The childhood home of former Prime Minister Dom Mintoff will remain standing, contrary to concerns that it formed part of a block of abandoned buildings in Cospicua about to be demolished.

However, residents in the area want to go a step further and have the house marked, perhaps by a plaque, to signal that an important politician in Malta's history once lived there.

"Irrespective of whether people agree with Mintoff's past ways or not, the fact remains that he was an important part in our history and his home should be safeguarded," Cospicua mayor Joseph Scerri said.

The topic was raised in Parliament on Monday when Labour MP Chris Agius urged the authorities to protect the house where Mr Mintoff, now 93, was born on August 6, 1916.

Mr Agius was worried the house would be pulled down as part of a slum clearance project in the area.

A visit to the town yesterday revealed that Mr Mintoff's former residence is in no danger. Mr Agius was glad to hear this, adding he agreed there should be some form of commemorative mark.

The clearance project is planned for a block of sealed-off and abandoned buildings enclosed by St Mark, Irish, Hanover and St Helen streets.

Mr Mintoff's childhood house is in a neighbouring block in Irish Street corner with St Mark Street. It is the block opposite the house that will be demolished.

Some residents, especially the older generation, knew where Mr Mintoff's former home was and agreed it should be highlighted. Younger neighbours had no clue Mr Mintoff had ever lived there.

Mr Mintoff did not always live in the house because his family had moved to another house, close to St Helen's Gate, that has since been demolished.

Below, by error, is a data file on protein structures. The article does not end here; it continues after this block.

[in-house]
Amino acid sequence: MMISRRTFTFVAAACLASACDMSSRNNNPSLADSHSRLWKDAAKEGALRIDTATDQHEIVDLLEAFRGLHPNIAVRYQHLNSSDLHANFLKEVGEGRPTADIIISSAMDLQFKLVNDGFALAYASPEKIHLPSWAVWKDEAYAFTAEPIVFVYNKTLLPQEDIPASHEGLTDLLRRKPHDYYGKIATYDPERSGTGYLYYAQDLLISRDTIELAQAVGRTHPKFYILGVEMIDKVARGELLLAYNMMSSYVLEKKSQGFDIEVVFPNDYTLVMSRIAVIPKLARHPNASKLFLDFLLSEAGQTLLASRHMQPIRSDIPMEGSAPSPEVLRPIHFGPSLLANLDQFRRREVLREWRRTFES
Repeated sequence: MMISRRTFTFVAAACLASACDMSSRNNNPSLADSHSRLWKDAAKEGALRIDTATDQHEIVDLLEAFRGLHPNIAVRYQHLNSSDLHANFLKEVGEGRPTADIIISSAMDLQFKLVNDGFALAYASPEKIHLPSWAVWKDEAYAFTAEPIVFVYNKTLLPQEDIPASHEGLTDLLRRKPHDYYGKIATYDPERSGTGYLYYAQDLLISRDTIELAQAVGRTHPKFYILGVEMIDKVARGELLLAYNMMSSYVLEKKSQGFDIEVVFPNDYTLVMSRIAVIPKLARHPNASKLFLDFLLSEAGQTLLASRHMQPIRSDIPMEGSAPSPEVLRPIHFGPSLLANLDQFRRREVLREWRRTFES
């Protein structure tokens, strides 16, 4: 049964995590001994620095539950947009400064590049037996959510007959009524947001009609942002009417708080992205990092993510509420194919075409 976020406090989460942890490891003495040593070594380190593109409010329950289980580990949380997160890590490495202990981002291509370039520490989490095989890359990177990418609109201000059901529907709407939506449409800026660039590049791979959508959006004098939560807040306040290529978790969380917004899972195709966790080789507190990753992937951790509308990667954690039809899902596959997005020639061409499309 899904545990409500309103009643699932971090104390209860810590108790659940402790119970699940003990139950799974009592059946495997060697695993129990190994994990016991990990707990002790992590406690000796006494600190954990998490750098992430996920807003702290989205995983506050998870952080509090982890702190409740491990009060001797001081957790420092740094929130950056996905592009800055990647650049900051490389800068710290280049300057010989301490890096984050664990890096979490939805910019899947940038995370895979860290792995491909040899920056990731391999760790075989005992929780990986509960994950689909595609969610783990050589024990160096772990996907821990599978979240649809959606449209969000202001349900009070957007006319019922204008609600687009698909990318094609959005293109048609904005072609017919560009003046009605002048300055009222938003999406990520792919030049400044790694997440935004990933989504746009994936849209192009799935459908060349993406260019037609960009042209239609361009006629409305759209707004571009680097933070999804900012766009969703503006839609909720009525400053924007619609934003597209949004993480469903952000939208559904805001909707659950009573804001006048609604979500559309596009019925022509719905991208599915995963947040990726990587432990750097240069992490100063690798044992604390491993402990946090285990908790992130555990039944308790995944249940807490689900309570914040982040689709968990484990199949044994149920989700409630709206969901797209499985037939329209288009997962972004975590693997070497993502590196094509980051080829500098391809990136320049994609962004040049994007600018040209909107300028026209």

The Irish Street house has been divided into three separate units. One of them is inhabited by Silvia Abela, who said she had been living there since she was a child.

"My mother always lived in the area," Ms Abela said, explaining that her mother, Carmena Silvio, had passed away about 20 years ago.

"I remember her telling me that, when she was a child, she used to play with Mintoff. His mother used to shout at him to study but he used to want to keep playing. Then he did really well in exams," Ms Abela recalled.

When he grew up, Mr Mintoff become an architect and is in fact often referred to as Il-Perit (the architect).

After entering politics, he became the leader of the Labour Party from 1949 to 1984 and Prime Minister between 1955 and 1958 and again from 1971 to 1984.

Labour returned to power in 1996 under the leadership of former leader Alfred Sant when Mr Mintoff was a backbencher. Disagreement between Mr Mintoff and Dr Sant escalated into the well-documented 1998 political crisis, which saw Labour lose a snap election called just 22 months after its landslide victory in 1996.

In 2008, Mr Mintoff was awarded the Al-Gaddafi International Prize for Human Rights.

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